If I could go back to my senior year, I would tell myself that life gets better. In high school, I was pressured into taking the hardeset classes offered and I had no real friends or support from my family. College allowed me to find what I am truly passionate about and be content in my own abilities. It is also diverse enough that I made friends very easily based on shared interests. Looking back, I stressed for months about the application ad scholarship process, and I believed that once I had chosen a major or a set of classes that I would be bound to it forever. I would advise my high school self to relax and still do the best work that I can do, and to keep in mind that I have a great set of changes waiting for me in the future.


To talk to my former high school self would be incredibly useful. Back then, I let myself be manipulated into believing things about college that were untrue. Quite a few people in my life, people who are meant to bring you hope, brutally dashed mine. My plans came to a screeching halt and my life came to a standstill. My former self took other people into account far more than she did herself and it took its toll on my self esteem. I have since realized that, while it’s nice to have people believe in you, it’s more important to believe in yourself. Achieving my dreams means more to me than anyone knows and no one should try to take that away from me. My former self would have benefitted from knowing that, in the long run, it’s your life to do with what you will and the naysayers aren’t worth the space they rent in your head.


I would tell my high school self to apply for more scholarships and pick a college sooner. I know that its not a lot but if i had these things I would be better now than how I am.


Don't worry so much about the career you can get as much as studying what you love. When choosing a degree you may be focused on career paths it can yield--instead, go towards your passions, do well in those, and you will succeed in ways you could not have foreseen.


I would tell myself to be brave enough to stand up and be myself. I walked in to my first day of college unsure of whether or not I would fit in and now as I look back, I wonder why I ever cared. My university showed me that it was okay to be different and that my intelligence was nothing to be ashamed of. If I could tell myself what I know now, I would have walked in with my head held high and a smile on my face.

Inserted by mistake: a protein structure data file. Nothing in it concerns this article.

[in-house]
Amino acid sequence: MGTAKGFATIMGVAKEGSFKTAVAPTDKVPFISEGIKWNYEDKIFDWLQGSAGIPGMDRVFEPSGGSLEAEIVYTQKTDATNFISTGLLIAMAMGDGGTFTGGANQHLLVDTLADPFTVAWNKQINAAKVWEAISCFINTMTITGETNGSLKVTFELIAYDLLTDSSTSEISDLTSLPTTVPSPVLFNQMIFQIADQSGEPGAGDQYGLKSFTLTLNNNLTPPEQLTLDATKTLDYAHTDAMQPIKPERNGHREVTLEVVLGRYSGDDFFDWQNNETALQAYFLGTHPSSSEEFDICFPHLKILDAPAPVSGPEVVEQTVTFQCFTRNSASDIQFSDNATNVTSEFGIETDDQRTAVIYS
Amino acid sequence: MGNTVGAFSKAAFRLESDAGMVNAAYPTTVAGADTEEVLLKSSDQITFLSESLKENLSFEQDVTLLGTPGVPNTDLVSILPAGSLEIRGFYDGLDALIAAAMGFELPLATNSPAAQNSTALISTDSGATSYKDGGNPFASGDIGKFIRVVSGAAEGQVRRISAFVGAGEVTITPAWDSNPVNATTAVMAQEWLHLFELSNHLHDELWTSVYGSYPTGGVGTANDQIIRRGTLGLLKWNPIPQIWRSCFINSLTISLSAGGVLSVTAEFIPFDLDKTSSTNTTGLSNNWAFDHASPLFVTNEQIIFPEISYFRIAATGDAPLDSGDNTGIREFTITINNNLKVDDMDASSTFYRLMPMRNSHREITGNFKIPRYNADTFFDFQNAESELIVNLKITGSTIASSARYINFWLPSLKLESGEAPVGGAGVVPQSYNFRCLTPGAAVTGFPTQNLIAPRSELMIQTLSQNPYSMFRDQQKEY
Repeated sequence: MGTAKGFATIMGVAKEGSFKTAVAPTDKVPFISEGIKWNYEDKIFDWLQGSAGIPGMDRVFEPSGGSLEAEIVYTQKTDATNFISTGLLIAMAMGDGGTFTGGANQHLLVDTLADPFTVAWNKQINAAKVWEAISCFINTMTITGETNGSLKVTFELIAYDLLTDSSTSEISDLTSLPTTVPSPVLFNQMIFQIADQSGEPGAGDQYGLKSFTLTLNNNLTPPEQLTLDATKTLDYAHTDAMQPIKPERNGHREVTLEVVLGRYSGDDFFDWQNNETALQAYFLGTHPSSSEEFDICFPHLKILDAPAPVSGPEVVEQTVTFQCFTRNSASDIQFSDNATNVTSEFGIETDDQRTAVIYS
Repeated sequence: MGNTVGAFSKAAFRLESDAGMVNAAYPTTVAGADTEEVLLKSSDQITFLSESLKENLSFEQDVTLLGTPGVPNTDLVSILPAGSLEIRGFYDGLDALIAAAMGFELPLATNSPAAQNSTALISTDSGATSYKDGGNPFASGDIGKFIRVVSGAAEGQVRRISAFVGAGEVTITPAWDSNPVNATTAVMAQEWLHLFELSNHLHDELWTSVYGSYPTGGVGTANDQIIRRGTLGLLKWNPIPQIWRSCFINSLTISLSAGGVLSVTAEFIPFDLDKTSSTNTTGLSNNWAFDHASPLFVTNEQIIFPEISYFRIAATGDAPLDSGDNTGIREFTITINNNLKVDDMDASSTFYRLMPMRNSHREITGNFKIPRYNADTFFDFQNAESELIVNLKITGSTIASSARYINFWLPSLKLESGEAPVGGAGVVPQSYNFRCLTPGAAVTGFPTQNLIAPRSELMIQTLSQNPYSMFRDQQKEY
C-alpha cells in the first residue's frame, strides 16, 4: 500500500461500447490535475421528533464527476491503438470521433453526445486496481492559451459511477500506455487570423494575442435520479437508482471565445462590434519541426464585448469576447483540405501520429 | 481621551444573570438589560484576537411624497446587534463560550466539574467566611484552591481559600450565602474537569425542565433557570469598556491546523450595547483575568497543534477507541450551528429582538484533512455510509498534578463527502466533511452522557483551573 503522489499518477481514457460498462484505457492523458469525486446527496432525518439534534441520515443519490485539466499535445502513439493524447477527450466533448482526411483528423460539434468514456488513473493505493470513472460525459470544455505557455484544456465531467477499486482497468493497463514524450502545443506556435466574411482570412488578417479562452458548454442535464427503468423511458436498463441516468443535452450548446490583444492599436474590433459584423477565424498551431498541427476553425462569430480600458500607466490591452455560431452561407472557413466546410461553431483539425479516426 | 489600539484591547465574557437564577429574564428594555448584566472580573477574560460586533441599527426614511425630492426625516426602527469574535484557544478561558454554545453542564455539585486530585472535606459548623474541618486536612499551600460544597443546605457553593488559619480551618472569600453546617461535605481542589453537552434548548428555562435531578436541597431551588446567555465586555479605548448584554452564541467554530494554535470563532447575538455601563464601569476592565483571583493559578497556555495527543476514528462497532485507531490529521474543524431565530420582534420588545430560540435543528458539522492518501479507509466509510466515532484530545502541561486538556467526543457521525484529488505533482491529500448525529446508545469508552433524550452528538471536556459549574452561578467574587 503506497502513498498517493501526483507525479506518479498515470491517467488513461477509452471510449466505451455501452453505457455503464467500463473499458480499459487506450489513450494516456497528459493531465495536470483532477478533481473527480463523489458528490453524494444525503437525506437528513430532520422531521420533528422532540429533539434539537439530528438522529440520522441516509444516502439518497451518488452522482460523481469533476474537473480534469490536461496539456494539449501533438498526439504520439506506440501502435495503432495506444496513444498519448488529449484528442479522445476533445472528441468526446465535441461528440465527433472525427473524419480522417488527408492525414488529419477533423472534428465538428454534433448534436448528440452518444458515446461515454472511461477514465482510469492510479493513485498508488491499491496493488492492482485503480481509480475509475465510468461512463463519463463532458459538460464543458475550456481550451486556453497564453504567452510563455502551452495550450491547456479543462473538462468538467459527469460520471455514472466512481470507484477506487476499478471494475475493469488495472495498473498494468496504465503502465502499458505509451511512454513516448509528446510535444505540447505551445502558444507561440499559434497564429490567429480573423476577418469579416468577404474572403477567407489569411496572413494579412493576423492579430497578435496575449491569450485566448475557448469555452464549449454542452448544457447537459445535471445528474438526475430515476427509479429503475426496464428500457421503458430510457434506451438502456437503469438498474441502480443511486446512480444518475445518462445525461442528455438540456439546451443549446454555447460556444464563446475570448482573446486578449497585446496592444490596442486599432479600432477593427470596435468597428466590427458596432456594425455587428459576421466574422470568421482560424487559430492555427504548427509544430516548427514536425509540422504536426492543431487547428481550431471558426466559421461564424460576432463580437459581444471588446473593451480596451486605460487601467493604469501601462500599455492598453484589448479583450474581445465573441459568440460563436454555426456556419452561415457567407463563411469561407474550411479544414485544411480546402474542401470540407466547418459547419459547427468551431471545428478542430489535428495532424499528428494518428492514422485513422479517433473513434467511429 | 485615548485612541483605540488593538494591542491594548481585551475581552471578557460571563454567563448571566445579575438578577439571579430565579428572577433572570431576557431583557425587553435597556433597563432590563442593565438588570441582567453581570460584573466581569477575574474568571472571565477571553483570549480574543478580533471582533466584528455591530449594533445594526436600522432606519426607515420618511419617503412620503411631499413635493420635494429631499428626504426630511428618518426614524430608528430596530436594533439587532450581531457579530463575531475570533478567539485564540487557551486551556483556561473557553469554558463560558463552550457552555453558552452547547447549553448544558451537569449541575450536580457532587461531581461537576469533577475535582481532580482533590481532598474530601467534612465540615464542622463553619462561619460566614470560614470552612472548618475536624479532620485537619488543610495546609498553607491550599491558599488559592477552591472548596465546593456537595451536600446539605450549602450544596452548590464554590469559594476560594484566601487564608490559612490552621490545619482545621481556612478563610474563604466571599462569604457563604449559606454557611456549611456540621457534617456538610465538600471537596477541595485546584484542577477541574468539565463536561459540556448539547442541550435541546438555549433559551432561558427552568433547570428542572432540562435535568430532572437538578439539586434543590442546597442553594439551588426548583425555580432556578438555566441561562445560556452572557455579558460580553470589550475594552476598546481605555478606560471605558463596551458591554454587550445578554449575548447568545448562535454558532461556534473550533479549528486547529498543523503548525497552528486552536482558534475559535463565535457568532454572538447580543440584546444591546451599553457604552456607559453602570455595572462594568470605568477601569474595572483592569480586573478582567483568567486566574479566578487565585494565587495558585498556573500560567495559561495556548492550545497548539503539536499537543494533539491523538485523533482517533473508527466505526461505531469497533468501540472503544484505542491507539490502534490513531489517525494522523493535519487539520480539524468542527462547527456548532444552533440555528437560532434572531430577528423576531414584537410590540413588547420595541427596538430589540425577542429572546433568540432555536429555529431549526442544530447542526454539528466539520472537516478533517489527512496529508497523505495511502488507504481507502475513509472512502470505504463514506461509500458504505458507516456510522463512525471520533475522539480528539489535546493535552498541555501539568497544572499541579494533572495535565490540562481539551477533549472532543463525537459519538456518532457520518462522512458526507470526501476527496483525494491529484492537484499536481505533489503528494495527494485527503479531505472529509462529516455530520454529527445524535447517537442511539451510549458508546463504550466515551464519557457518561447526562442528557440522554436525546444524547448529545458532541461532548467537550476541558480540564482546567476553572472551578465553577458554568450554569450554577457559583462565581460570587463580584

The college process seems scary and intimidating, but it's not nearly as bad as you think. Don't be afraid to ask questions and it's important to apply for every scholarship and financial aid form available to you. You never know what will pull through and what you will need later down the road to help pay for your education. Also, you will get offered federal loans. Try to do your best to not take one out, but if you must, go for the subsidized loan before the unsubsidized loan. With a subsidized loan, you won't be charged interest while you're still in school. Additionally, try to take as many college credit classes as you can while still in High School. It will save you thousands of dollars in the long run and could potentially help you graduate from college early. Even adding one college credit class to your schedule as a Senior can save you one to two thousand dollars. Just take a deep breath and remember that you aren't alone in this journey from High School to College.


The advice I would give myself I would tell myself to really think hard about what you want to be in a life and who you want to be. College is going to teach you so much about who you are and who you want to be. You arte going to meet some amazing friends and teachers along the way. However, it is important to have direction and focus. This is very important because it would save you time and money. If you loose your focus on school it can make you fail classes which you will have to retake and pay for all over again. So it would help if you get entusiatic in the begining and know what you want to be so you can stay on your path. Also believe in yourself and know you can do whatever you set your mind to. You may come up on some struggles but you will overcome them. Diana, just believe in yourself because you will graduate from Northern Kentucky Universtity in 2015!